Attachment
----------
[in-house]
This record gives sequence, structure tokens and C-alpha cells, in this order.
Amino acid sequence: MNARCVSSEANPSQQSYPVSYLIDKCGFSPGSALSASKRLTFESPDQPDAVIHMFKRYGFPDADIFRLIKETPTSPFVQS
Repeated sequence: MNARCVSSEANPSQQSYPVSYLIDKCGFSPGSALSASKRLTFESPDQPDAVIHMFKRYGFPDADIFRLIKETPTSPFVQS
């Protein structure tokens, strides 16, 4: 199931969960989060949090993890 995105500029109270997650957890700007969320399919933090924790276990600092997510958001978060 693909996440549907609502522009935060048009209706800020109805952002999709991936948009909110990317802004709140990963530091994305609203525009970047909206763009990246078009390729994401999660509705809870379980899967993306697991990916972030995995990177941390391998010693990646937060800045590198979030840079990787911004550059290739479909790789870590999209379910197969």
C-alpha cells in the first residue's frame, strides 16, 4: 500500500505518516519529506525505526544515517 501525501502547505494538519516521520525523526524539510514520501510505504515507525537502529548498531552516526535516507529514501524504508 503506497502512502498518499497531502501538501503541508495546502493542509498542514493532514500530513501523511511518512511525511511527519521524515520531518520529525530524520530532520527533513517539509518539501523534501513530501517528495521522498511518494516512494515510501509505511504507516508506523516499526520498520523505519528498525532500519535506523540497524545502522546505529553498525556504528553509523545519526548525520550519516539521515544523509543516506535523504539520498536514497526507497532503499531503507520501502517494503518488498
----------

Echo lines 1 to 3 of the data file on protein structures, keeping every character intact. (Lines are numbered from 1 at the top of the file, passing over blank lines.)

[in-house]
This record gives sequence, structure tokens and C-alpha cells, in this order.
Amino acid sequence: MNARCVSSEANPSQQSYPVSYLIDKCGFSPGSALSASKRLTFESPDQPDAVIHMFKRYGFPDADIFRLIKETPTSPFVQS